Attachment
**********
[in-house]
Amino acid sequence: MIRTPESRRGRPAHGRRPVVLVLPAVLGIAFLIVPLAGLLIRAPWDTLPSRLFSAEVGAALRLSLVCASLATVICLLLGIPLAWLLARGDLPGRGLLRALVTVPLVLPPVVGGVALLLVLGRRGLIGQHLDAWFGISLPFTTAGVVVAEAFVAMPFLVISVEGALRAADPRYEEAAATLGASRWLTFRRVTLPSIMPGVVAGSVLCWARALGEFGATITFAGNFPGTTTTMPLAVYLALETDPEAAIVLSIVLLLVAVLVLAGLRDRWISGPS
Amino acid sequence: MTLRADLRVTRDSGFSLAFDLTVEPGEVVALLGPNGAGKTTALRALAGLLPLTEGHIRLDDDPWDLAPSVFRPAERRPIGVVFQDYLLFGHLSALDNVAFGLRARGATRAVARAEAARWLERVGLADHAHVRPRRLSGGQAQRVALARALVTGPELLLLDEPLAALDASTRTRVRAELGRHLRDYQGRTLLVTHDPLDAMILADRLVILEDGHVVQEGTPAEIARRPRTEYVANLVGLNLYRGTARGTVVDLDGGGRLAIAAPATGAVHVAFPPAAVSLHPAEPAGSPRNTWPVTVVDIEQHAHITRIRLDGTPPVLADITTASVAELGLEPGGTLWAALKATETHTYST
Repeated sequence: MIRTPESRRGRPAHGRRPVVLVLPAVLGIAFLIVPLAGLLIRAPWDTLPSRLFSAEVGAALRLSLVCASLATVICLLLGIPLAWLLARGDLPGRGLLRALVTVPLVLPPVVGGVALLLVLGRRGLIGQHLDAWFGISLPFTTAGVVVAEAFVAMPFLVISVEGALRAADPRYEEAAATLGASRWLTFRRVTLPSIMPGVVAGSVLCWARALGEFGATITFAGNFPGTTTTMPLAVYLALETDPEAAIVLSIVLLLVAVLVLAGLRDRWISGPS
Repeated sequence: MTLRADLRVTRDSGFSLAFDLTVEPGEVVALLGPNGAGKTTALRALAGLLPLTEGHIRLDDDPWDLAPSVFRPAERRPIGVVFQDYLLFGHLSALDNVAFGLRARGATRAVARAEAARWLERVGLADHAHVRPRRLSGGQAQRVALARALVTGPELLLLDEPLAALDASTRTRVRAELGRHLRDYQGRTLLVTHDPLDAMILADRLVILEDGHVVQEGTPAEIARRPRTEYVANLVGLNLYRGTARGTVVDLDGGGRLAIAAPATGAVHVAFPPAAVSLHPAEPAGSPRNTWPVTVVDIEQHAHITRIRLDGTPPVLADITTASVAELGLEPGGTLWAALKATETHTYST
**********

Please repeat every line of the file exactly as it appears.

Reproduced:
[in-house]
Amino acid sequence: MIRTPESRRGRPAHGRRPVVLVLPAVLGIAFLIVPLAGLLIRAPWDTLPSRLFSAEVGAALRLSLVCASLATVICLLLGIPLAWLLARGDLPGRGLLRALVTVPLVLPPVVGGVALLLVLGRRGLIGQHLDAWFGISLPFTTAGVVVAEAFVAMPFLVISVEGALRAADPRYEEAAATLGASRWLTFRRVTLPSIMPGVVAGSVLCWARALGEFGATITFAGNFPGTTTTMPLAVYLALETDPEAAIVLSIVLLLVAVLVLAGLRDRWISGPS
Amino acid sequence: MTLRADLRVTRDSGFSLAFDLTVEPGEVVALLGPNGAGKTTALRALAGLLPLTEGHIRLDDDPWDLAPSVFRPAERRPIGVVFQDYLLFGHLSALDNVAFGLRARGATRAVARAEAARWLERVGLADHAHVRPRRLSGGQAQRVALARALVTGPELLLLDEPLAALDASTRTRVRAELGRHLRDYQGRTLLVTHDPLDAMILADRLVILEDGHVVQEGTPAEIARRPRTEYVANLVGLNLYRGTARGTVVDLDGGGRLAIAAPATGAVHVAFPPAAVSLHPAEPAGSPRNTWPVTVVDIEQHAHITRIRLDGTPPVLADITTASVAELGLEPGGTLWAALKATETHTYST
Repeated sequence: MIRTPESRRGRPAHGRRPVVLVLPAVLGIAFLIVPLAGLLIRAPWDTLPSRLFSAEVGAALRLSLVCASLATVICLLLGIPLAWLLARGDLPGRGLLRALVTVPLVLPPVVGGVALLLVLGRRGLIGQHLDAWFGISLPFTTAGVVVAEAFVAMPFLVISVEGALRAADPRYEEAAATLGASRWLTFRRVTLPSIMPGVVAGSVLCWARALGEFGATITFAGNFPGTTTTMPLAVYLALETDPEAAIVLSIVLLLVAVLVLAGLRDRWISGPS
Repeated sequence: MTLRADLRVTRDSGFSLAFDLTVEPGEVVALLGPNGAGKTTALRALAGLLPLTEGHIRLDDDPWDLAPSVFRPAERRPIGVVFQDYLLFGHLSALDNVAFGLRARGATRAVARAEAARWLERVGLADHAHVRPRRLSGGQAQRVALARALVTGPELLLLDEPLAALDASTRTRVRAELGRHLRDYQGRTLLVTHDPLDAMILADRLVILEDGHVVQEGTPAEIARRPRTEYVANLVGLNLYRGTARGTVVDLDGGGRLAIAAPATGAVHVAFPPAAVSLHPAEPAGSPRNTWPVTVVDIEQHAHITRIRLDGTPPVLADITTASVAELGLEPGGTLWAALKATETHTYST